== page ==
The Colombo Municipality’s road construction project around Royal and Thurstan Colleges, the Lionel Wendt Theatre and Women’s International in Colombo 07 has been “progressing” at snail’s-pace for the ninth month with completion a long way off. This is adding to the misery of long suffering residents, motorists, theatre goers and school children. In what is [...]


Insight: CMC’s slow; men at work at theatre district

Street drama by CMC in front of Lionel Wendt.

Construction abandoned by noon. Pix by Indika Handuwala and Nilan Maligaspe

The Colombo Municipality’s road construction project around Royal and Thurstan Colleges, the Lionel Wendt Theatre and Women’s International in Colombo 07 has been “progressing” at snail’s-pace for the ninth month with completion a long way off. This is adding to the misery of long suffering residents, motorists, theatre goers and school children.

In what is a bid to pave the sidewalks and collect additional revenue from parents of school going children by day and theatre goers by evening, the Municipality’s plans of narrowing the road to draw parking bays has been done without consulting the local police.

The project got off the ground in December last year and municipal workers do only two hours of work in the morning each day. Municipal supervisors say ‘work gangs’ are deployed, but often they have other assignments, without saying what they are.

Some of the sidewalks which were done up during the Commonwealth Conference hosted by Colombo in November 2013, are being replaced again.

On Friday, when the Sunday Times visited the area, there was a massive traffic jam as usual and the Cinnamon Gardens Police were pasting parking tickets on vehicles parked along the road. The legality of issuing parking tickets when there are no ‘No Parking’ signs is also in question. However, after the Sunday Times made queries from the Cinnamon Gardens police regarding the sign boards, the ‘No Parking’ boards were put up in the area on Saturday. No Municipal workers were present when we visited the area at 11 am.

Broken stones and other rubble, and half –done road-works have made the area a dust bowl with passing vehicles, and elderly persons having to walk gingerly to avoid spraining an ankle.

The project envisages the replacement of paving stones and constructing sidewalks around Munidasa Cumaratunga Mawatha (Thurstan Road), Rajakeeya Mawatha and Guildford Crescent (Premasiri Kemadasa Mawatha) – an area that the Government is learnt to have ear-marked as a Theatre Zone which includes Nelum Pokuna, the John De Silva Gallery and the Lionel Wendt.  Residents said they noticed labourers working from about 9.30am to 12 noon and leaving before lunch. Many of them idling during that period and some of them working without supervision are common.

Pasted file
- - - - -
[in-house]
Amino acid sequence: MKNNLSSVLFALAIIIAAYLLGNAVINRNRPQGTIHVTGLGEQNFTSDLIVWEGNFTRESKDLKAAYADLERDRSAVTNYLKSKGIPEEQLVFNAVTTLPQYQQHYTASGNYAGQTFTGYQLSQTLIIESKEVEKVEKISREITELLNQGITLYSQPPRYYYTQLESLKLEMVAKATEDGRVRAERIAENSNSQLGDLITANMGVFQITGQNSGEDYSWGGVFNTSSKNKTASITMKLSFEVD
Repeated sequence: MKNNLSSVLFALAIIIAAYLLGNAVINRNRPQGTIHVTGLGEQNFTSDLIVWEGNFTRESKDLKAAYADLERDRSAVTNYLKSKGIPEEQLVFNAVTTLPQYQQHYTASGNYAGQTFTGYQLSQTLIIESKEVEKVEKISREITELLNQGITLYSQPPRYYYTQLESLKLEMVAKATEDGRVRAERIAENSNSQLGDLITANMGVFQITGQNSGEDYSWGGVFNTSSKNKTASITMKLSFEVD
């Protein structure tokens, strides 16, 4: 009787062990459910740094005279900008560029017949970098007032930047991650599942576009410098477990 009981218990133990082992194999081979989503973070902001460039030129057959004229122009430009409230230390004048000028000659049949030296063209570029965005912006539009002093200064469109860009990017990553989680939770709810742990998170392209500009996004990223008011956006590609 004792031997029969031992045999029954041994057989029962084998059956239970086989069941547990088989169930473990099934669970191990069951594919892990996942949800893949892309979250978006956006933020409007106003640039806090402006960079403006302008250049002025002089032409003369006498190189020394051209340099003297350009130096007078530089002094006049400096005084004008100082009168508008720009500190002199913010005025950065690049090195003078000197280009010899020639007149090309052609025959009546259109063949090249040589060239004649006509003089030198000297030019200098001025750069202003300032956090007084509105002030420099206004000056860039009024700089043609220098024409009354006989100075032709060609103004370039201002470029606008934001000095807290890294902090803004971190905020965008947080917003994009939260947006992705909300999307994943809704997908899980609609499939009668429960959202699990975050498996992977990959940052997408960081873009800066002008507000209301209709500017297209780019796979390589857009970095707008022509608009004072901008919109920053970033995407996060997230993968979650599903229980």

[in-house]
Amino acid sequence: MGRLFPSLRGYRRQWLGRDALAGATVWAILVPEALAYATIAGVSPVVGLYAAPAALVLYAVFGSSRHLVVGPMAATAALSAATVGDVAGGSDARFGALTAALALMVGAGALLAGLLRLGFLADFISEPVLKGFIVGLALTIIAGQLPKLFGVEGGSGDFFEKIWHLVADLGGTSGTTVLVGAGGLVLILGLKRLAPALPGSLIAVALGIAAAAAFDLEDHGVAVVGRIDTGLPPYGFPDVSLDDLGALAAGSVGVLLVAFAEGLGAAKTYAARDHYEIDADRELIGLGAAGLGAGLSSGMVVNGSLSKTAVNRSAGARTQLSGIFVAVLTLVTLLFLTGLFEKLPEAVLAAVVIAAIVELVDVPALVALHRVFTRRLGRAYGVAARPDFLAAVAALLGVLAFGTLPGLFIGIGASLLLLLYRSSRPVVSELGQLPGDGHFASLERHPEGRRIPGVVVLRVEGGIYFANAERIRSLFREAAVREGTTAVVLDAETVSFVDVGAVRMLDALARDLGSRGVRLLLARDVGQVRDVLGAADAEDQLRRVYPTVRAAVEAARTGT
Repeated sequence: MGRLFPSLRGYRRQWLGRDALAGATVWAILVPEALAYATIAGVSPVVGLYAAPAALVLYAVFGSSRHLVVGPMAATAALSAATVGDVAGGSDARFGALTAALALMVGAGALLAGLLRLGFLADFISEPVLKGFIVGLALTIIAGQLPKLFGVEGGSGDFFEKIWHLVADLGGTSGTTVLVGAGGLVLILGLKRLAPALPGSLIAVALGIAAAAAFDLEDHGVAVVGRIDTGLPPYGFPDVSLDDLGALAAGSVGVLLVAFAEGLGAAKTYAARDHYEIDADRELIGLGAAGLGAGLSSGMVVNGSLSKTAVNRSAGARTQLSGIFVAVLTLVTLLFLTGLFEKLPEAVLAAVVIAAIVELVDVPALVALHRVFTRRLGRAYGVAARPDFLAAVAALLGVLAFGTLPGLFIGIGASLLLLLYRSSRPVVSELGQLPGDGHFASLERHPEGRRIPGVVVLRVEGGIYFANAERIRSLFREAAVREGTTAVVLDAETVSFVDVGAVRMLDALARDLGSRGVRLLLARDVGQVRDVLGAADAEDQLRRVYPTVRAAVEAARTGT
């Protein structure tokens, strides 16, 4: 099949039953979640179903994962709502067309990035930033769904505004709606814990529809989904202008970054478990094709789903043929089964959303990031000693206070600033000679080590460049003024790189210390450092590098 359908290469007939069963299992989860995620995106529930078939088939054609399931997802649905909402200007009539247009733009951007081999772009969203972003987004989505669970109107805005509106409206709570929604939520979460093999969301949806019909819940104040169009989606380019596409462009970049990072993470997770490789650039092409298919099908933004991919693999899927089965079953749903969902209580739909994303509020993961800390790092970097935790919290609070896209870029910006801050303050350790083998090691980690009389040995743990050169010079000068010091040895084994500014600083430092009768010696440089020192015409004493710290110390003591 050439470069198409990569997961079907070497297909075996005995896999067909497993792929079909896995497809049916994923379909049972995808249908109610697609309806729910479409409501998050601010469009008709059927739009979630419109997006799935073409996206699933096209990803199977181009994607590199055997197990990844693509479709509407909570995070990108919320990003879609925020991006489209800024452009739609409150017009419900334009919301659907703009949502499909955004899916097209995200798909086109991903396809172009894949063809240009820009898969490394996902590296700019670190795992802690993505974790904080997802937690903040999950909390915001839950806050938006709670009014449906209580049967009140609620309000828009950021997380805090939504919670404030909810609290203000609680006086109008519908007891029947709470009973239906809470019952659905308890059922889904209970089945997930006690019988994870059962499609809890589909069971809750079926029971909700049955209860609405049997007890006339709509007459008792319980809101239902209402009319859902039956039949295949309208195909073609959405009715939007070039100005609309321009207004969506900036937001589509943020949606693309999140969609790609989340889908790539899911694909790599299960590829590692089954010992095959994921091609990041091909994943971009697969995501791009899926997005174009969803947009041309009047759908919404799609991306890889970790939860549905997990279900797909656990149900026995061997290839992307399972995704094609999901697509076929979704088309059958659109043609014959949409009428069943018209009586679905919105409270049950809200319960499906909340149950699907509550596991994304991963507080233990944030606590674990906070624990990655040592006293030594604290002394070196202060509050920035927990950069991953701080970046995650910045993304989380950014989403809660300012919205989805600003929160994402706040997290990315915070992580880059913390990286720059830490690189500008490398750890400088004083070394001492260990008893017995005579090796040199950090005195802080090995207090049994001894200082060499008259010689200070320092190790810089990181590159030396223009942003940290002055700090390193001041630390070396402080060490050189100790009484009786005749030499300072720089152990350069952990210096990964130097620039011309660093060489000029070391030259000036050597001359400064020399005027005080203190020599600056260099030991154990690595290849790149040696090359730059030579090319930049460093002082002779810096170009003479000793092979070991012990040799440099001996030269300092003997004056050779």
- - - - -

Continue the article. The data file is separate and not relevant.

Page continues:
A mini bridge over a tree trunk

A Guildford Crescent resident, Nuwan Perera (52), said the nuisance of prolonged renovations had created a hazardous environment. He said that twice his water line was damaged during construction work.

“The water line still leaks. Every day they remove the paving stones in front of my house giving different reasons. I can’t even take my car out because the under-carriage gets damaged,” he complained.  He said he had to cover his face by wearing a mask because he got a throat infection by inhaling the dust.One of the main issues of the project has been the narrowing of the access road from Guildford Crescent to the widely used Cambridge Place which is on the main 138 bus route.

“The narrowing of the road is making it impossible for motorist to access the main road, particularly during peak traffic hours. We have to take a risk and hope for the best that there will not be an accident,” a motorist Jinendra de Silva said.

“Particularly if the motorists have to cross from the left to the right side and proceed to Marcus Fernando Mawatha towards the public library side it makes it very difficult as motorists are expected to cross the road within 50 metres,” he said.

A senior officer of the Cinnamon Gardens police station, the local police station facing the brunt of complaints by residents and having to deal with the traffic snarls and parking problems said the Municipality had not consulted them on the project.